Pop Evil Define Their ‘Evil’ With Aggressive Self-Titled Release – Early Album Review
We're just over a month out from the Feb. 16 street date for Pop Evil's upcoming self-titled album, but we were given an advance listen to the upcoming disc, which finds the band embracing the "evil" of their name with one of their heavier offerings to date.
In our recent interview with singer Leigh Kakaty, the vocalist told us, "I really feel like people still don’t know really what Pop Evil is to them and even to myself. And Pop Evil was being able to have finality, which was the pop and then of course the evil was supposed to be the heavy and break some windows and crank the amps up. It just really felt like we haven’t identified ourselves properly from the evil standpoint, and we had big discussions about this record."
After coming off 2013's Onyx album, an offering with heavier, more serious and darker undertones after the death of Kakaty's father, the singer admits that the 2015 effort UP was purposefully lighter in tone in order to enjoy life again. But with one album driven by darker emotion and the follow-up influenced as a counter-reaction to that, Pop Evil are getting down to the core of who they are as a band with their self-titled effort.
One thing that has been a cornerstone of the band throughout their run has been the ability to uplift through song, and they continue to do so with first single and album lead-off track "Waking Lions." The track is accentuated with pulsing distorted low end guitars and Matt DiRito's bass complimenting Hayley Cramer's cymbal crashes, while Kakaty delivers the motivational lines, "I wanna stand up / a hundred feet tall / Cause fear will never lead my way / I'm ready to run, a hundred miles stroll / I will never be the same / Waking the lions in me." "We know who we are at this point," says Kakaty. "It's important for us to just make sure that identity is showcased on this record so people don't have any kind of questions anymore about what we are."
Pop Evil clearly define their sound at the opening of the disc, with the distorted guitars weighing heavily through "Colors Bleed" and "Ex Machina," not necessarily varying too much off that vibe. The songs work well together, with "Colors Bleed" showing more social and political awareness, speaking to the divisive nature in our current political culture. "Fight the system / Stop and listen / True colors, how can you miss em / Born with knowledge / raise the fist / Face the enemy / Just resist," belts Kakaty at one point, sharpening his social commentary. "Ex Machina," meanwhile, is a more philosophical track about the future of man and machine with Cramer mixing things up a bit with a Korn-esque rhythmic backing.
The social commentary doesn't stop there, with Pop Evil going for maximum impact with "Art of War," a track that would feel right at home in the Rage Against the Machine catalog. "Movements come and movements go until we lose control / It's life or death and they want more / It's the art of war," spouts Kakaty with a more rap-styled vocal delivery. Guitarist Nick Fuelling and Dave Grahs make sure the song is full on chaotic and in-your-face and it's this reviewer's hope to see this one make their concert set lists due to its potential live frenzy.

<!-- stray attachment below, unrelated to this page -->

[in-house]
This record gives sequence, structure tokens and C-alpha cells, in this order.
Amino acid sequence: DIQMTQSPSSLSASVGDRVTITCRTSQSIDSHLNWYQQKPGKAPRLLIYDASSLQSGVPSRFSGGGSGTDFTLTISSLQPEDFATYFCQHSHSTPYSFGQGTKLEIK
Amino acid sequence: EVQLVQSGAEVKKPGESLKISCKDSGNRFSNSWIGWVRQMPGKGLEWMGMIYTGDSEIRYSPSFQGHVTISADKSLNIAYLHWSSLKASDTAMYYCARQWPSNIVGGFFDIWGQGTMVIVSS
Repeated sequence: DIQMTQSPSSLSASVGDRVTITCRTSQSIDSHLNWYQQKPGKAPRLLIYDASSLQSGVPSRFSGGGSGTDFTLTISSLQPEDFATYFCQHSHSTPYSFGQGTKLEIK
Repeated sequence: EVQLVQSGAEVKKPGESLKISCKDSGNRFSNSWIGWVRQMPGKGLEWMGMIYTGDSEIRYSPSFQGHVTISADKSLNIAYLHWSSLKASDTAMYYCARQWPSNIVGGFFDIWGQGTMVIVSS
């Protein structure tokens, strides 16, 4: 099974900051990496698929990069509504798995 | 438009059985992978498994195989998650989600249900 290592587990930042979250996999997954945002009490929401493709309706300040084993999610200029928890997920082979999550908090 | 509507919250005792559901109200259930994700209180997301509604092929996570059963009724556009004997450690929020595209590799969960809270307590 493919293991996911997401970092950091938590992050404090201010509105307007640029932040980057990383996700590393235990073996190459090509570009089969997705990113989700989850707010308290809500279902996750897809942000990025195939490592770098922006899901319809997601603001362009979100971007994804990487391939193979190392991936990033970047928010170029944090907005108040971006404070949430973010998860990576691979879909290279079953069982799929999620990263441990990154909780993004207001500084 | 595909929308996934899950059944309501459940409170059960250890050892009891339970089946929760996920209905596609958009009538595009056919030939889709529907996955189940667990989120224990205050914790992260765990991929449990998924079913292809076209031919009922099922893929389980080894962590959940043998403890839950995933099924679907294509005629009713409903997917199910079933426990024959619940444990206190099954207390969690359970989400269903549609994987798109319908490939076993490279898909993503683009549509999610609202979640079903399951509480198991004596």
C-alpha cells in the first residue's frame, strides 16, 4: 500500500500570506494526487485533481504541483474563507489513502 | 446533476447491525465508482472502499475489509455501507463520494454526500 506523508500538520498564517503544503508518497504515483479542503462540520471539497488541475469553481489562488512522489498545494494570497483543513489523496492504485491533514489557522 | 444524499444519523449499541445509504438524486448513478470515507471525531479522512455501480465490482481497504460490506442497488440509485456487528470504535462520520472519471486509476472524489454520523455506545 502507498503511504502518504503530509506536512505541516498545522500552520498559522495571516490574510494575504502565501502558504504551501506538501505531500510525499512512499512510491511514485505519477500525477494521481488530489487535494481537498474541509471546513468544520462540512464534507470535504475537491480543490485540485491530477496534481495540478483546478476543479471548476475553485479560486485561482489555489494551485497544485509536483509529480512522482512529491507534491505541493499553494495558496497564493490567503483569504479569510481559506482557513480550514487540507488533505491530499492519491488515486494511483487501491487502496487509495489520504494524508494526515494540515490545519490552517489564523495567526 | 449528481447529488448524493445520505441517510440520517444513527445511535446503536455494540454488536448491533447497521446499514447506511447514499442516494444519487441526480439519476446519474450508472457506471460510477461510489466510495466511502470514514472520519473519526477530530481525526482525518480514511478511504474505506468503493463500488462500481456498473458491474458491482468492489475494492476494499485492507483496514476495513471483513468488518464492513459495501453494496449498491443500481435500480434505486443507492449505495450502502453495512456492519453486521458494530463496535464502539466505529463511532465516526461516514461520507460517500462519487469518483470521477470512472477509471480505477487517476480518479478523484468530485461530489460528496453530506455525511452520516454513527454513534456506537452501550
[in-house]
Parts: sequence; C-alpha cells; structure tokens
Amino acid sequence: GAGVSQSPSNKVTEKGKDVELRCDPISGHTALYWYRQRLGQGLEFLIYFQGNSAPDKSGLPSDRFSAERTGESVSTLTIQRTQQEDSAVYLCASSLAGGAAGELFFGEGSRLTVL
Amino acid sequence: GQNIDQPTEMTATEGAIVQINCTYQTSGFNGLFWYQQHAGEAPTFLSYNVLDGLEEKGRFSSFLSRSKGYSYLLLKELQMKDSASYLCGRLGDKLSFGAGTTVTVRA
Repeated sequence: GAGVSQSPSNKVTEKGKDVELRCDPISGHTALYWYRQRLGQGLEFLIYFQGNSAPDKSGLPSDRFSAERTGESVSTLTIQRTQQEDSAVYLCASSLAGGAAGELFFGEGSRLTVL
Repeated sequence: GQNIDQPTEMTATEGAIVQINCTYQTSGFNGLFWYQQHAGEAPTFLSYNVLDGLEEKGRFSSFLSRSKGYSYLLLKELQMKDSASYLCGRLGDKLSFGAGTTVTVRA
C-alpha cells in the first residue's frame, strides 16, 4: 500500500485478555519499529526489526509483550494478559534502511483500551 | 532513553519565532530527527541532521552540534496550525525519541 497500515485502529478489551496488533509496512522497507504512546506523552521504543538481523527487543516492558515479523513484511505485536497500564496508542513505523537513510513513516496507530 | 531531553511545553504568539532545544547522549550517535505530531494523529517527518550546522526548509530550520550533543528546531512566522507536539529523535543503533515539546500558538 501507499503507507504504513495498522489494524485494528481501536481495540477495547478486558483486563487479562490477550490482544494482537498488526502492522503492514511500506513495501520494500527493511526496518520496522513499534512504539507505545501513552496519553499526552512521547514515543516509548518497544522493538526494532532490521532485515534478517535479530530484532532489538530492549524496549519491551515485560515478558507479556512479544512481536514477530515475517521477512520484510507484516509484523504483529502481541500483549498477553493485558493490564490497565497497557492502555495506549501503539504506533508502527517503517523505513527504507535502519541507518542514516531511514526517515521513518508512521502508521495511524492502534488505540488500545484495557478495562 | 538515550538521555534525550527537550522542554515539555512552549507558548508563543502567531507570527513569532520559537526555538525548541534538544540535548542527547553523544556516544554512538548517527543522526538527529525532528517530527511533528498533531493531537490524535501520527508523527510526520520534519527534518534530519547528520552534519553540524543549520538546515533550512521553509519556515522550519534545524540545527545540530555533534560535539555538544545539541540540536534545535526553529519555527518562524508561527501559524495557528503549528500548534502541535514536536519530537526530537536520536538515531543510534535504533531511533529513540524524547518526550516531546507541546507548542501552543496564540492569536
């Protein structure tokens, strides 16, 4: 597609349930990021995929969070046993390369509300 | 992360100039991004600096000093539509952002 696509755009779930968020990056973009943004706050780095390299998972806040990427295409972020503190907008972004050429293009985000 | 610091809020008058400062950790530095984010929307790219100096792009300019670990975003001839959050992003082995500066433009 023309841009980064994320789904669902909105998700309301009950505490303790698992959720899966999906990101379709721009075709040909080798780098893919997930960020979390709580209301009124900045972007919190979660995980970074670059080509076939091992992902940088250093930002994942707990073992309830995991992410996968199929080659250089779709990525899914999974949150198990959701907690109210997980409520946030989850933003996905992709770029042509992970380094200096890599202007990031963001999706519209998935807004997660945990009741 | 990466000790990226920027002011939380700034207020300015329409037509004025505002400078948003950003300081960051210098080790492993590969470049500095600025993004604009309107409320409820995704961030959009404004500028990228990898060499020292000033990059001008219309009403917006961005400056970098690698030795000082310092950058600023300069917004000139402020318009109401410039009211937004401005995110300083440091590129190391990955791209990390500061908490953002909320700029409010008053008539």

Ensuring that the self-titled album is more of a full-on listening experience, a number of the tracks on the album come with transitions leading into the next effort, with the ferocity of "Art of War" bookended with a back masked interlude accentuated with a haunting piano transition, leading into arguably the album's catchiest song, "Be Legendary." The stomp-clap beat is undeniable, and like "Waking Lions" and the latter album track "God's Dam," it is a track that uplifts. It would not be a surprise to see "Be Legendary" enjoy a lengthy run at rock radio.
The latter portion of the album leans a little more melodic in nature, with "Nothing But Thieves" starting the back half as a bit of a curve ball. A dark and ominous opening, bolstered by the use of chimes, gives way to a more tribal drum beat and blasts for something a little more driving. The track also features a nimble and lengthy guitar solo and is perhaps the most diverse song on the disc, while clocking in at just over six minutes through a few shifts in style.
A more spiritual nature and self-examination are also sprinkled throughout the back half of the disc. The back-to-back gems "God's Dam" and "When We Were Young" make sure the album stays strong throughout, with the former being a bluesier lament on faith and the latter being a more anthemic, fist-to-the air track steadfast in its determination to hold to the hopes of youth amidst potential doubts.
Determination also plays a part in the moody album closer "Rewind," a song that stays committed to getting things right no matter what stumbles may come. It's a fitting track to complete the album, representative of the band's continued hunger to raise the bar. Over five albums, it's been a steady climb with each disc expanding their horizons. Their self-titled effort continues that trend, delivering a solid top-to-bottom listen that should keep them prominent on the airwaves with the ability to go deep with potential radio singles. Taking a note from the final song, it's a disc that will make you want to "rewind, start again" and enjoy repeated listens.